There's no substitute for plastic on bunkers
by Ev Thomas and Bill Mahanna
Thomas is retired from the William H. Miner Agricultural Research Institute and president of Oak Point Agronomics Ltd.; Mahanna is with DuPont Pioneer and an adjunct professor at Iowa State University.
One of the most dreaded jobs on dairy farms is covering bunker silos and drive-over piles. For this reason, farmers have always been willing to try alternatives, even though most have wound up as either too expensive or not effective at preventing spoilage. There are a number of thoughtful concepts that haven't panned out.
These included a sprayed-on (and reportedly edible) black gunk that was tried some years ago at Miner Institute and other locations around New York state. It did a great job of preserving the silage but had to be custom-applied and cost about 10 times more than standard silo plastic.
Molasses has also been used on bunkers. But since it's water-soluble, precipitation leaches down through the silage, leaving a thick layer of spoilage. Likewise, ground limestone and sawdust have been put to the test. But, because they exclude neither air nor water, they are also inferior to plastic covers.
Farmers sometimes underestimate the cost of spoilage losses occurring from inadequate covering (or no covering at all). Each inch of black "gunk" originally began as 2 to 3 inches of fresh forage. There's also a transition zone of affected silage that can extend to 3 feet below the visible spoilage layer. Few farmers discard this silage which has already suffered a 20 to 30 percent dry matter loss - and in a typical bunker silo at least 20 percent of the silage is in the top 3 feet. Studies have found that a plastic silo cover returns about $8 for each $1 spent on the plastic and the labor required to apply it.
All plastics not equal
There are tremendous differences in the oxygen transmission rate (OTR) between standard 5- to 6-mil (millimeter) silo plastic and the low OTR plastics that have entered the market in the past 10 years or so. For instance, standard 5-mil "white on black" silo plastic has an OTR of about 1,800, while some of the oxygen barrier films, while less than 2 mils thick, have OTRs that are 60 times lower.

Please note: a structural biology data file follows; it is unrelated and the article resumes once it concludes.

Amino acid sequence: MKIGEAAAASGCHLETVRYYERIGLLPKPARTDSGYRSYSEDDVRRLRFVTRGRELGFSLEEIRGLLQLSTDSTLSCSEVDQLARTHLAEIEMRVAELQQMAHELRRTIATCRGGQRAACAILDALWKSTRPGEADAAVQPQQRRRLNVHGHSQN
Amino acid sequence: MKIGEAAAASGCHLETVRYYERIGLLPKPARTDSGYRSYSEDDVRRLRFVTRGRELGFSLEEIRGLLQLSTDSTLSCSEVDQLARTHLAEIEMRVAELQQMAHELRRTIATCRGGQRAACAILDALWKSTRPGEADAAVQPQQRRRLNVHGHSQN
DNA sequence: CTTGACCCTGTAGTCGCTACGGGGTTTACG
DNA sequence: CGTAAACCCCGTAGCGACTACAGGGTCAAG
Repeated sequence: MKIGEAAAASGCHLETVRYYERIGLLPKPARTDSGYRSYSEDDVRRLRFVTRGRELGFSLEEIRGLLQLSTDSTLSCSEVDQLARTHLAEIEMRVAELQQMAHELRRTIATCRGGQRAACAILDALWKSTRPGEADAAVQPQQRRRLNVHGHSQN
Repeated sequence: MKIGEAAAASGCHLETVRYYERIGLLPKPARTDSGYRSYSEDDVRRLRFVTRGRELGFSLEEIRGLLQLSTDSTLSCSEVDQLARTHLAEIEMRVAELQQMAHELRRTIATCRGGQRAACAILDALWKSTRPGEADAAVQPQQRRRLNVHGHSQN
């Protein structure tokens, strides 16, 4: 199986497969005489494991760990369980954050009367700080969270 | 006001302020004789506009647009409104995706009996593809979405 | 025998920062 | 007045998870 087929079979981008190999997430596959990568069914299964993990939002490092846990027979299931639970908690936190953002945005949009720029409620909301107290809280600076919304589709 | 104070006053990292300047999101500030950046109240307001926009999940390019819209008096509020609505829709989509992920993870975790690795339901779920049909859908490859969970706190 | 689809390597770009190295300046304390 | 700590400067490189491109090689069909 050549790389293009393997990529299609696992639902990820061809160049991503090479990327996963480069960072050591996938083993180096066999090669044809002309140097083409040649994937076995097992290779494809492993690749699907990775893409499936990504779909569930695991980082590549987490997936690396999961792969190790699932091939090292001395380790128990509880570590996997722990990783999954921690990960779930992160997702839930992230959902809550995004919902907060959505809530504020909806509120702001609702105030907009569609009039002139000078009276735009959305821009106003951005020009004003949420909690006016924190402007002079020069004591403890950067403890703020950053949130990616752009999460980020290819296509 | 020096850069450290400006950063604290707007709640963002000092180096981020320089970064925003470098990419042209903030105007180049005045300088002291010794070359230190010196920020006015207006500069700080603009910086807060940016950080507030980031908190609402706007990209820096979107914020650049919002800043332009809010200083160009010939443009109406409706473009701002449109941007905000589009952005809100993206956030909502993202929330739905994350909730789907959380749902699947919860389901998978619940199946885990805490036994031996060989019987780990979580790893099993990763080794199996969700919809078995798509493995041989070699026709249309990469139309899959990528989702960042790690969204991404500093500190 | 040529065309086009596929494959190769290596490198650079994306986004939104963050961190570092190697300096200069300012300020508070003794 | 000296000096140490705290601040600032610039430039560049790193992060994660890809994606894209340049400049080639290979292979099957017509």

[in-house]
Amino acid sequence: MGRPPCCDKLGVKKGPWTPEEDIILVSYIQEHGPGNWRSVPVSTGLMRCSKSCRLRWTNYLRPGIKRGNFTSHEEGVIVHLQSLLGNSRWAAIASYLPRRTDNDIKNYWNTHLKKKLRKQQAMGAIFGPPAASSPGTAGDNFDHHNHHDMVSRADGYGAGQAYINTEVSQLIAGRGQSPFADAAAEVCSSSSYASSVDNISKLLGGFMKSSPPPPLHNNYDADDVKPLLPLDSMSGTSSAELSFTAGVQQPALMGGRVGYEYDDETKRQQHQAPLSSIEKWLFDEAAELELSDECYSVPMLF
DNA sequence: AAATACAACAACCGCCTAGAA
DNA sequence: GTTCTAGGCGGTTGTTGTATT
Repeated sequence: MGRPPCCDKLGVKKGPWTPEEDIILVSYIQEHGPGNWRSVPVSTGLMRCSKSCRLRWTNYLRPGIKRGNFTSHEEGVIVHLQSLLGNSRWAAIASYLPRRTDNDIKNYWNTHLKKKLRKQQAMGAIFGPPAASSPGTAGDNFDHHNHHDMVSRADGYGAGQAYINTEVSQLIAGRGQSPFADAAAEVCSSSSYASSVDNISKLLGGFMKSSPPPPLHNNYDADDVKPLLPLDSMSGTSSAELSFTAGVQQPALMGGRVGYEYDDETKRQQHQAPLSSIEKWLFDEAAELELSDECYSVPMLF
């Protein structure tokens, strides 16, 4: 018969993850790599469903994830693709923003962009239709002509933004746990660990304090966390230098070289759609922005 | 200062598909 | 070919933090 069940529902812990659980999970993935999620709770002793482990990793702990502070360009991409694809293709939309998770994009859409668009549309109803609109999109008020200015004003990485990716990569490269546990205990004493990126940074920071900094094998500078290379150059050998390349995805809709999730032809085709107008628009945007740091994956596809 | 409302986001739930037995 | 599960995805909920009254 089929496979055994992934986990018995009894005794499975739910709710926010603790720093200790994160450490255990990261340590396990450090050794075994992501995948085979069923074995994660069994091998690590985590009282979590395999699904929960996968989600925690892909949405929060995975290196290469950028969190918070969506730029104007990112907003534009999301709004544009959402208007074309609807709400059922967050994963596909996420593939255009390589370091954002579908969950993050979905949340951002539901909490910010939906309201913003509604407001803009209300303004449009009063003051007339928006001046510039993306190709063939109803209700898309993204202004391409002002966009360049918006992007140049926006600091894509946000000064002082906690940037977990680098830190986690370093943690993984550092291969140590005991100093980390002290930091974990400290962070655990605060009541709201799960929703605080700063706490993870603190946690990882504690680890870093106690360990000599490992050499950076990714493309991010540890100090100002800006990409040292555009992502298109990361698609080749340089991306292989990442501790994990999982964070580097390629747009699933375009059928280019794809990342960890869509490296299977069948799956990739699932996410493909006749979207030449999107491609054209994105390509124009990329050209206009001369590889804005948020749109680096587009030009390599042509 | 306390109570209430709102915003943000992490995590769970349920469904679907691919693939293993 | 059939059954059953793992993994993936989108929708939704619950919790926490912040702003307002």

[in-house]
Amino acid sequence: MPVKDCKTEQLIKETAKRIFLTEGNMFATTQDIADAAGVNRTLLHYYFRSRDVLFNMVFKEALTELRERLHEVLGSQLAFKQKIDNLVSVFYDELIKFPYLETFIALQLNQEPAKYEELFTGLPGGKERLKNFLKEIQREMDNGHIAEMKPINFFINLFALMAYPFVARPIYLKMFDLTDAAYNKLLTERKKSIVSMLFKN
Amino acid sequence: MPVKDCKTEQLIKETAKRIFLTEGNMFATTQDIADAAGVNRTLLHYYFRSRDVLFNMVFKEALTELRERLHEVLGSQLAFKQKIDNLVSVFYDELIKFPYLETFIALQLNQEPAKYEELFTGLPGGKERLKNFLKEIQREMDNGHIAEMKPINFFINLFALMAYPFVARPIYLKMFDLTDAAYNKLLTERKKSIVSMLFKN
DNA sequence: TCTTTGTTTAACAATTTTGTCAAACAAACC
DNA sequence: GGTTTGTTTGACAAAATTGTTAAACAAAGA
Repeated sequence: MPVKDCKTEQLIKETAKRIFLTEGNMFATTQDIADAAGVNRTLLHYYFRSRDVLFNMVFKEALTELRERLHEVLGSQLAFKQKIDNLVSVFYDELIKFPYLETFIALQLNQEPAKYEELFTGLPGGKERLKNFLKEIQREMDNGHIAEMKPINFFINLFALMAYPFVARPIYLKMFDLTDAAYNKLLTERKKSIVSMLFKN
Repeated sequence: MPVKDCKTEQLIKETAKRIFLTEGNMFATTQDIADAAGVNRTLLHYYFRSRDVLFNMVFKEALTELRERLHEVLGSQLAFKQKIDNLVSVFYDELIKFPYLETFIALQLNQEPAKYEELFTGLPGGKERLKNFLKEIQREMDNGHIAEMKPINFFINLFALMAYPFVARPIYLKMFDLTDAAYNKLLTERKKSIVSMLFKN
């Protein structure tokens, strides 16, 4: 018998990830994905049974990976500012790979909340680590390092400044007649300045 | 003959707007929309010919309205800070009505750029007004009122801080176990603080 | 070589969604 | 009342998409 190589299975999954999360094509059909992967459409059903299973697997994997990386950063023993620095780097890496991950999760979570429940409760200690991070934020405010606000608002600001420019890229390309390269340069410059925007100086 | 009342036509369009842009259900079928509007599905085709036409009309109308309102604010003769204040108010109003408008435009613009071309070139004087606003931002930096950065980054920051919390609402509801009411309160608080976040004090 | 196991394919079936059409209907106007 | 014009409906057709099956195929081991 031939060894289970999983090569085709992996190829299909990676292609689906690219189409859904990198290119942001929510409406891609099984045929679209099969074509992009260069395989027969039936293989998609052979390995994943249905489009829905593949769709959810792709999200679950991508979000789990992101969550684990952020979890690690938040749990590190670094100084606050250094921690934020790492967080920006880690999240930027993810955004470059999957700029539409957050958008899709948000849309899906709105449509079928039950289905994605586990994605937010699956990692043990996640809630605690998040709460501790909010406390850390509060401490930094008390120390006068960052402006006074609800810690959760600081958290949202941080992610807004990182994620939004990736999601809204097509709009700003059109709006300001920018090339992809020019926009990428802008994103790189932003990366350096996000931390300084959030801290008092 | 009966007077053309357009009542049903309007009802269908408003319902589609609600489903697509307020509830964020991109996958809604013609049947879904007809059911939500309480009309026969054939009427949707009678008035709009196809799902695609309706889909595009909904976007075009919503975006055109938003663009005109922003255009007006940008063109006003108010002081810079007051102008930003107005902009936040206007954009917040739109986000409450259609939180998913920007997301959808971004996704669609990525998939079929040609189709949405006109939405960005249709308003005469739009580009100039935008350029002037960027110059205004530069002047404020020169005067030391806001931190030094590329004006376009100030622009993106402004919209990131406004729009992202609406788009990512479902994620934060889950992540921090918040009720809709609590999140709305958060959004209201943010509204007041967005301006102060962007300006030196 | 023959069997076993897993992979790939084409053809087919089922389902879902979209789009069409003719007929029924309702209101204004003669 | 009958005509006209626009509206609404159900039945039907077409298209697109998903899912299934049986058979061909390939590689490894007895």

Some farmers use a double cover of standard 5-mil silo plastic, and while this is better than a single layer, it's not nearly as effective as one of the low OTR films covered by a second layer of silo plastic. (The OTR film prevents oxygen infiltration while the top layer protects the film from damaging sunlight.)
The low OTR plastic films are more expensive than standard 5-mil plastic, typically costing about twice as much. Add in the cost of a second layer of standard 5-mil plastic and the total material cost is about three times as much. Custom silo cover application prices in California suggest that the total cost of plastic plus the labor required for application is almost twice as much. The two layer, low OTR system can cost 40 cents per square foot compared to 22 cents for 5-mil plastic. However, research has found that the low OTR plastic does a much better job of preserving silage quality, with about a 10 percent reduction in silage organic matter losses.
Covering a bunker silo or drive-over pile is only half the job; the other half is weighting the silo plastic with tires, tire sidewalls, gravel bags or other ballast material. Often a combination of two or more of these materials is used on bunkers. Tire sidewalls are preferable to whole tires since they won't collect water which provides a habitat for mosquitoes and rodents.
Tire sidewalls work well for most applications but in windy areas may not provide enough ballast to prevent wind from getting under the silo plastic. It's important to provide about 6 feet of overlap between plastic sheets, and where wind is an issue, to protect the overlapped area with a double layer of tire sidewalls.
Gravel bags made from polyethylene mesh have grown in popularity. When filled with pea gravel, these 3-foot long bags are heavy enough to keep the silo plastic in place even during high winds. They're ideal when placed in a continuous row along the sidewalls of bunker silos to pin the silo plastic to the wall, or on the perimeter of drive-over piles, providing an essentially air-tight seal.
Many farmers also use gravel bags on top of the silo plastic, placed in parallel rows 15 to 18 feet apart. Properly cared for gravel bags should last for many years, resulting in a very reasonable annual cost.
For better protection
A good practice on bunker silos is to line the walls with a single layer of silo plastic, using enough to lap the plastic over the top sheet of plastic. The plastic should extend 2 to 3 feet onto the top of the silage and about the same distance along the bunker floor. This prevents water from seeping into the silage at the sidewall.